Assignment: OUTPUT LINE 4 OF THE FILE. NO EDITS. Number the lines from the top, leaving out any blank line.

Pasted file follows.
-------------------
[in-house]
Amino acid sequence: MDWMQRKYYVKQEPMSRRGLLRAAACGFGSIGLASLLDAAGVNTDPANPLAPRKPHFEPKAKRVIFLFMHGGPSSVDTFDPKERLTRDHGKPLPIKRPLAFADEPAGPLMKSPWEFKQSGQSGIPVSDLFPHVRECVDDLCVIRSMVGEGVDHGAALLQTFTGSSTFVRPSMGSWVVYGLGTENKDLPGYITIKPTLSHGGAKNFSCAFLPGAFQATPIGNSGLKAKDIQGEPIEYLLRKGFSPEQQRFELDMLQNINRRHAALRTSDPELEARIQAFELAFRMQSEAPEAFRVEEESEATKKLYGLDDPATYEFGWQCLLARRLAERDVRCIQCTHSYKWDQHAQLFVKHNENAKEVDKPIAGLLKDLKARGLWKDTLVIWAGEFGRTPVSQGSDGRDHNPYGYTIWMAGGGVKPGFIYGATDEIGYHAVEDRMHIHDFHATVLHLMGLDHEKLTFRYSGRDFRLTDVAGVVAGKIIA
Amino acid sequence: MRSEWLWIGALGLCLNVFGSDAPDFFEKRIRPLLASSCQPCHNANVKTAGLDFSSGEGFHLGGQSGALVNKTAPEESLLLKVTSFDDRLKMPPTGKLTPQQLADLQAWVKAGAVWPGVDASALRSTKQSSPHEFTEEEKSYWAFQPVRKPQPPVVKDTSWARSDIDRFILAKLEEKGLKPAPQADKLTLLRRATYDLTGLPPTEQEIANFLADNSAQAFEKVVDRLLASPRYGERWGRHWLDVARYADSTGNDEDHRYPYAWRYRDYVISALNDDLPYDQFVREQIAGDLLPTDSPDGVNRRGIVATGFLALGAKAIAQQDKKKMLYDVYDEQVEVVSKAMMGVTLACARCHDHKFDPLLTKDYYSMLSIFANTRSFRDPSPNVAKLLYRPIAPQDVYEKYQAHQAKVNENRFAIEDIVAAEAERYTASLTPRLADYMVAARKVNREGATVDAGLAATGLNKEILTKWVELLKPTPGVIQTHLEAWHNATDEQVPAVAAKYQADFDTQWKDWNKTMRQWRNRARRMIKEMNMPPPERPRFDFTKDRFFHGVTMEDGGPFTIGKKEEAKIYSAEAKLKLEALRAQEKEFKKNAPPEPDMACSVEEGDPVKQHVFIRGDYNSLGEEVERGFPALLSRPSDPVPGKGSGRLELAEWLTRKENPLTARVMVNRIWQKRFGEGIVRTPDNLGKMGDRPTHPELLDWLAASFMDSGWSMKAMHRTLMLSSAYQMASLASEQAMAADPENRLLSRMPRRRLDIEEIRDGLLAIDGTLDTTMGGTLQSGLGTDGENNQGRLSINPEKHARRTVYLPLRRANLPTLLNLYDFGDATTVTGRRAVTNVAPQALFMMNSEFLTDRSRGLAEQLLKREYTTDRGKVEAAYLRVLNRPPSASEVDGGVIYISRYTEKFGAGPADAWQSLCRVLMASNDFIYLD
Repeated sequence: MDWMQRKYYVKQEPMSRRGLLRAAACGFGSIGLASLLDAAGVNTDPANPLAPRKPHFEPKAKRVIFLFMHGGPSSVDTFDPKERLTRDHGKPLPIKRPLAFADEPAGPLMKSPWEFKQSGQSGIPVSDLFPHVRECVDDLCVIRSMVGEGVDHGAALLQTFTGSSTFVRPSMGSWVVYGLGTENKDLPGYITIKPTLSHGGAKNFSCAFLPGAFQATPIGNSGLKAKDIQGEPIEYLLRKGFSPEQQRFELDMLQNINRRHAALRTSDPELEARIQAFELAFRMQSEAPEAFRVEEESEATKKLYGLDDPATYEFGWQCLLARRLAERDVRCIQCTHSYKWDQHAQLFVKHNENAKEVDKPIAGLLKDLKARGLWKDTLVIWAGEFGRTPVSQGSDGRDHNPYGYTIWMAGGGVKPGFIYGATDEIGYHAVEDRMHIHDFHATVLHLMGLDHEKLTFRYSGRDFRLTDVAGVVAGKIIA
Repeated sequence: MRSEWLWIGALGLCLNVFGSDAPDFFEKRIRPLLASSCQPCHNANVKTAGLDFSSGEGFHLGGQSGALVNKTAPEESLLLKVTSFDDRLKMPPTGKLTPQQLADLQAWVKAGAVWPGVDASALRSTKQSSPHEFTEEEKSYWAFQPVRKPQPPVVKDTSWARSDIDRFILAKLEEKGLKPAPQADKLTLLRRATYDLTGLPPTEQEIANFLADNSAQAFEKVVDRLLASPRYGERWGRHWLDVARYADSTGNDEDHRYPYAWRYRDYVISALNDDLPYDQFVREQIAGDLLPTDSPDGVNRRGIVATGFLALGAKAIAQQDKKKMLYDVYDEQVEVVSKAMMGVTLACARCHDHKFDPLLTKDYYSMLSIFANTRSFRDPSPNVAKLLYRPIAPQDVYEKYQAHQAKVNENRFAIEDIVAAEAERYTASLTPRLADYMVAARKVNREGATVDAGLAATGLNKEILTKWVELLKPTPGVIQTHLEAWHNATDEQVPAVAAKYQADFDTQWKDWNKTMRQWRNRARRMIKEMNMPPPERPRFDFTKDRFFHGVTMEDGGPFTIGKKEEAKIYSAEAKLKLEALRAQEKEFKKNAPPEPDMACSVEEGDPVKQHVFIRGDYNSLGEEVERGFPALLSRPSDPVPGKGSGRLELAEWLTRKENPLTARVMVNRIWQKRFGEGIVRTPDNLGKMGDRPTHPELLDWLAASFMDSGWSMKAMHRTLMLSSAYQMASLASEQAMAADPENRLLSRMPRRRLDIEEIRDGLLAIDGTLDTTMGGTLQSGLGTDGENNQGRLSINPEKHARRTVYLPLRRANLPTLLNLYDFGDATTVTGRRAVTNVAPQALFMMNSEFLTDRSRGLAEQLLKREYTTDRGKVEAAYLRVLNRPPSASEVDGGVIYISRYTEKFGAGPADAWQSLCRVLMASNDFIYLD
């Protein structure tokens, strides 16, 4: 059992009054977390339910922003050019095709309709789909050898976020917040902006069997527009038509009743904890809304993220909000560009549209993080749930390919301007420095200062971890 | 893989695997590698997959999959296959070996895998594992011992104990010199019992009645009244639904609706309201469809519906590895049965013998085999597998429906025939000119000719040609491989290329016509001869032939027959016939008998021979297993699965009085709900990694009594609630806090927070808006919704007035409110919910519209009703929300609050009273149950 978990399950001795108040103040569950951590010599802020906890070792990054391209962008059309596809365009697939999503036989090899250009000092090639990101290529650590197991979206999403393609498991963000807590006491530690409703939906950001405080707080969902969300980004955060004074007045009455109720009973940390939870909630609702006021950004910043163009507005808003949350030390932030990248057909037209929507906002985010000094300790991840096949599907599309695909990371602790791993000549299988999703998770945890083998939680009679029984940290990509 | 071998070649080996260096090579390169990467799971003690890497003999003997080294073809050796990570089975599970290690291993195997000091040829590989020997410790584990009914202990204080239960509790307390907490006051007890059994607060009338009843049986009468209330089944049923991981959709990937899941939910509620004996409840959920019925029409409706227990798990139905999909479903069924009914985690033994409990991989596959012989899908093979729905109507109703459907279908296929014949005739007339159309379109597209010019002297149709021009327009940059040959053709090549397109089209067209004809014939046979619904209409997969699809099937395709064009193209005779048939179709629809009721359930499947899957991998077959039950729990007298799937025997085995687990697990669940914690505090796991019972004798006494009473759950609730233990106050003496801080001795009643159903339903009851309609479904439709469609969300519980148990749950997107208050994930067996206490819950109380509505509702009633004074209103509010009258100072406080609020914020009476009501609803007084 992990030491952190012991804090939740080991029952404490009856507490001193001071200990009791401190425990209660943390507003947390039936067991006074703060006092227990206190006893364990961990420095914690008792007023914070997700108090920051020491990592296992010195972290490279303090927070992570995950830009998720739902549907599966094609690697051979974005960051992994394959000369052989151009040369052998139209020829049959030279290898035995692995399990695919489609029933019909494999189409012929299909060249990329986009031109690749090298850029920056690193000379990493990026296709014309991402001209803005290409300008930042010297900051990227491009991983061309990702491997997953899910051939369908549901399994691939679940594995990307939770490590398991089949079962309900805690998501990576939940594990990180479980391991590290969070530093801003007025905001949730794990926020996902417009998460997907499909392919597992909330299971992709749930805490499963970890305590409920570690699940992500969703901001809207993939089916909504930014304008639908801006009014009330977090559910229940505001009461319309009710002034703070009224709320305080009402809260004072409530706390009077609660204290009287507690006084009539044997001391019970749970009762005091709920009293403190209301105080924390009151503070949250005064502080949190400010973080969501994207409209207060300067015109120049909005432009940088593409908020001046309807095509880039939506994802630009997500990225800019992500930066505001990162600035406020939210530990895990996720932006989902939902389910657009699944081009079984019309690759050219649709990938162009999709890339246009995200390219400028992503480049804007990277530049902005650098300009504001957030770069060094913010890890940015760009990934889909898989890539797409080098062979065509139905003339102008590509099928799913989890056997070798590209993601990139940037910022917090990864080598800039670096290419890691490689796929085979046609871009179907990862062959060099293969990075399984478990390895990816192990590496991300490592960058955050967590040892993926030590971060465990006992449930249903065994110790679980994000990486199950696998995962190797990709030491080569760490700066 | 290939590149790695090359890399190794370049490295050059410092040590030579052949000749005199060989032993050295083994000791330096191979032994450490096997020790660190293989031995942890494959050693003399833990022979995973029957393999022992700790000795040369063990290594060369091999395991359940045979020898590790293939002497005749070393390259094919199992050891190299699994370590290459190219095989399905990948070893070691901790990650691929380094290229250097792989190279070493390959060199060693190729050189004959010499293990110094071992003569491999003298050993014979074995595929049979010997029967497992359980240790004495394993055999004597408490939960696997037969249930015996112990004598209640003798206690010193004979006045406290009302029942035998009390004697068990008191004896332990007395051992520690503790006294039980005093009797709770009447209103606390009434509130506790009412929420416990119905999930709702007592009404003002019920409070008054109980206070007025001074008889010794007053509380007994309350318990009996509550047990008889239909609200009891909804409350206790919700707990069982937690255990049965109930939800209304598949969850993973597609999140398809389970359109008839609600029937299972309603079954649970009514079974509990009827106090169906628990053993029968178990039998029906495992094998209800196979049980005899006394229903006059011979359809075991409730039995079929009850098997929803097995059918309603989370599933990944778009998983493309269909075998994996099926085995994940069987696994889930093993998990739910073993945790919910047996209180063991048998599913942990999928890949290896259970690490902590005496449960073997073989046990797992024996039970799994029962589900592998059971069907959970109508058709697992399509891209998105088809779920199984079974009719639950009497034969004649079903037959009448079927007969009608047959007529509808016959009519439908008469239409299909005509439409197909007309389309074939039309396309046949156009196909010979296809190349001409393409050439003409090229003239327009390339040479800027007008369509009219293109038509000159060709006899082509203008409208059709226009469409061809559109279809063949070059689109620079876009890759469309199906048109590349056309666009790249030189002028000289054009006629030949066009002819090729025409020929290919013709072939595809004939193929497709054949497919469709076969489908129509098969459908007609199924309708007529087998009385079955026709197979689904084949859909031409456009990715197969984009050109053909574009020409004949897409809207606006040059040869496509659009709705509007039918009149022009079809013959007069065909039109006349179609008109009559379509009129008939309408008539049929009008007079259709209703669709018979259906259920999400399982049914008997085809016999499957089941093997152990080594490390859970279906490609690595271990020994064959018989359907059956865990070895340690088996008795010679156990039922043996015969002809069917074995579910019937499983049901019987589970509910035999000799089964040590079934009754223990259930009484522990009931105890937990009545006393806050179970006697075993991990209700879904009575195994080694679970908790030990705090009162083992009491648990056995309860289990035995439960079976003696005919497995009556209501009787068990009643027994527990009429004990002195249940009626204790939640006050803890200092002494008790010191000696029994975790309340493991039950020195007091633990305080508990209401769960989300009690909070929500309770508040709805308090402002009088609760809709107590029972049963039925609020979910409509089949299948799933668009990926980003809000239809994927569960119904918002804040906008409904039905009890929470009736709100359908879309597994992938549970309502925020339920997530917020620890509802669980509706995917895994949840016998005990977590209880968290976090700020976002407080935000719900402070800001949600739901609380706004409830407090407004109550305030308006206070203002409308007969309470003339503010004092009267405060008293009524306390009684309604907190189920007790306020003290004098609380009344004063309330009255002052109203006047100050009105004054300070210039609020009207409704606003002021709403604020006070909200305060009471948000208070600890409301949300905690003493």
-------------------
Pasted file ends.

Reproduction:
Repeated sequence: MDWMQRKYYVKQEPMSRRGLLRAAACGFGSIGLASLLDAAGVNTDPANPLAPRKPHFEPKAKRVIFLFMHGGPSSVDTFDPKERLTRDHGKPLPIKRPLAFADEPAGPLMKSPWEFKQSGQSGIPVSDLFPHVRECVDDLCVIRSMVGEGVDHGAALLQTFTGSSTFVRPSMGSWVVYGLGTENKDLPGYITIKPTLSHGGAKNFSCAFLPGAFQATPIGNSGLKAKDIQGEPIEYLLRKGFSPEQQRFELDMLQNINRRHAALRTSDPELEARIQAFELAFRMQSEAPEAFRVEEESEATKKLYGLDDPATYEFGWQCLLARRLAERDVRCIQCTHSYKWDQHAQLFVKHNENAKEVDKPIAGLLKDLKARGLWKDTLVIWAGEFGRTPVSQGSDGRDHNPYGYTIWMAGGGVKPGFIYGATDEIGYHAVEDRMHIHDFHATVLHLMGLDHEKLTFRYSGRDFRLTDVAGVVAGKIIA